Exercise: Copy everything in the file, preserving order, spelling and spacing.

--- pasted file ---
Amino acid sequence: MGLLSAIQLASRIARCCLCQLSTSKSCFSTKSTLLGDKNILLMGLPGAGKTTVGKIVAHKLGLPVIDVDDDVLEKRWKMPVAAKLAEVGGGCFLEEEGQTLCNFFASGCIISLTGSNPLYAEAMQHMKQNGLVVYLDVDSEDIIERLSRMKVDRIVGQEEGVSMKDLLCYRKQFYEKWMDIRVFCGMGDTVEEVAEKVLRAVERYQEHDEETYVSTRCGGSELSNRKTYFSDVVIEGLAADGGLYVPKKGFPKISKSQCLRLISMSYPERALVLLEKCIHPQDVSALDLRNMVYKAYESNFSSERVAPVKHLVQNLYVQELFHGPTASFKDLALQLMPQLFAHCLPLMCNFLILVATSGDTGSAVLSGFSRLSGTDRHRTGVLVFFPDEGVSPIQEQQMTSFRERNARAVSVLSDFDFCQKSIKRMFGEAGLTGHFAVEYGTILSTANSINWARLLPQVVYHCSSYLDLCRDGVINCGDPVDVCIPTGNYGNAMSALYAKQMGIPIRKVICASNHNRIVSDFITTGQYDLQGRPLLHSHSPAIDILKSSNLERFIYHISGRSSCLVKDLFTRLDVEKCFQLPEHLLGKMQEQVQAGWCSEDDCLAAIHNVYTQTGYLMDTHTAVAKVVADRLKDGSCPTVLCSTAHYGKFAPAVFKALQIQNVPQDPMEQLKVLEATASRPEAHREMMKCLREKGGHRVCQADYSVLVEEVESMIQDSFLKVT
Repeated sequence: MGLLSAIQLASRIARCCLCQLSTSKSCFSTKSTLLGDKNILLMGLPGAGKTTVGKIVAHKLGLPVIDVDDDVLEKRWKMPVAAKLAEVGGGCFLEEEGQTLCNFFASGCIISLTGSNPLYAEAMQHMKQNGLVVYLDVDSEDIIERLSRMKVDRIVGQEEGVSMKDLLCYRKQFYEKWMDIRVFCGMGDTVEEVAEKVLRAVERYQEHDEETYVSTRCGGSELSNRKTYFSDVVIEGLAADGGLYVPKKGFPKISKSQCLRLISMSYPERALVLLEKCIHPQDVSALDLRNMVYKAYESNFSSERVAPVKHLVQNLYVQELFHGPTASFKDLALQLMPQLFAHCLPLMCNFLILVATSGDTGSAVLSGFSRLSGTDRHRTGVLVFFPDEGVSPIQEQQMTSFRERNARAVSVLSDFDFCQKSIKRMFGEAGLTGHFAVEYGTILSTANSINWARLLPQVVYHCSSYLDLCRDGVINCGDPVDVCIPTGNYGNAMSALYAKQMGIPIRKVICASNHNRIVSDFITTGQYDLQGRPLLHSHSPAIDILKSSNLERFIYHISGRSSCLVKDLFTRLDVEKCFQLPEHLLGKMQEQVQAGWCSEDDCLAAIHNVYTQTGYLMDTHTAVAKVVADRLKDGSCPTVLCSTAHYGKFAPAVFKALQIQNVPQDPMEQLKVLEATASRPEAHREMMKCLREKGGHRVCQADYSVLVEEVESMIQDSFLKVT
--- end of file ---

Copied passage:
Amino acid sequence: MGLLSAIQLASRIARCCLCQLSTSKSCFSTKSTLLGDKNILLMGLPGAGKTTVGKIVAHKLGLPVIDVDDDVLEKRWKMPVAAKLAEVGGGCFLEEEGQTLCNFFASGCIISLTGSNPLYAEAMQHMKQNGLVVYLDVDSEDIIERLSRMKVDRIVGQEEGVSMKDLLCYRKQFYEKWMDIRVFCGMGDTVEEVAEKVLRAVERYQEHDEETYVSTRCGGSELSNRKTYFSDVVIEGLAADGGLYVPKKGFPKISKSQCLRLISMSYPERALVLLEKCIHPQDVSALDLRNMVYKAYESNFSSERVAPVKHLVQNLYVQELFHGPTASFKDLALQLMPQLFAHCLPLMCNFLILVATSGDTGSAVLSGFSRLSGTDRHRTGVLVFFPDEGVSPIQEQQMTSFRERNARAVSVLSDFDFCQKSIKRMFGEAGLTGHFAVEYGTILSTANSINWARLLPQVVYHCSSYLDLCRDGVINCGDPVDVCIPTGNYGNAMSALYAKQMGIPIRKVICASNHNRIVSDFITTGQYDLQGRPLLHSHSPAIDILKSSNLERFIYHISGRSSCLVKDLFTRLDVEKCFQLPEHLLGKMQEQVQAGWCSEDDCLAAIHNVYTQTGYLMDTHTAVAKVVADRLKDGSCPTVLCSTAHYGKFAPAVFKALQIQNVPQDPMEQLKVLEATASRPEAHREMMKCLREKGGHRVCQADYSVLVEEVESMIQDSFLKVT
Repeated sequence: MGLLSAIQLASRIARCCLCQLSTSKSCFSTKSTLLGDKNILLMGLPGAGKTTVGKIVAHKLGLPVIDVDDDVLEKRWKMPVAAKLAEVGGGCFLEEEGQTLCNFFASGCIISLTGSNPLYAEAMQHMKQNGLVVYLDVDSEDIIERLSRMKVDRIVGQEEGVSMKDLLCYRKQFYEKWMDIRVFCGMGDTVEEVAEKVLRAVERYQEHDEETYVSTRCGGSELSNRKTYFSDVVIEGLAADGGLYVPKKGFPKISKSQCLRLISMSYPERALVLLEKCIHPQDVSALDLRNMVYKAYESNFSSERVAPVKHLVQNLYVQELFHGPTASFKDLALQLMPQLFAHCLPLMCNFLILVATSGDTGSAVLSGFSRLSGTDRHRTGVLVFFPDEGVSPIQEQQMTSFRERNARAVSVLSDFDFCQKSIKRMFGEAGLTGHFAVEYGTILSTANSINWARLLPQVVYHCSSYLDLCRDGVINCGDPVDVCIPTGNYGNAMSALYAKQMGIPIRKVICASNHNRIVSDFITTGQYDLQGRPLLHSHSPAIDILKSSNLERFIYHISGRSSCLVKDLFTRLDVEKCFQLPEHLLGKMQEQVQAGWCSEDDCLAAIHNVYTQTGYLMDTHTAVAKVVADRLKDGSCPTVLCSTAHYGKFAPAVFKALQIQNVPQDPMEQLKVLEATASRPEAHREMMKCLREKGGHRVCQADYSVLVEEVESMIQDSFLKVT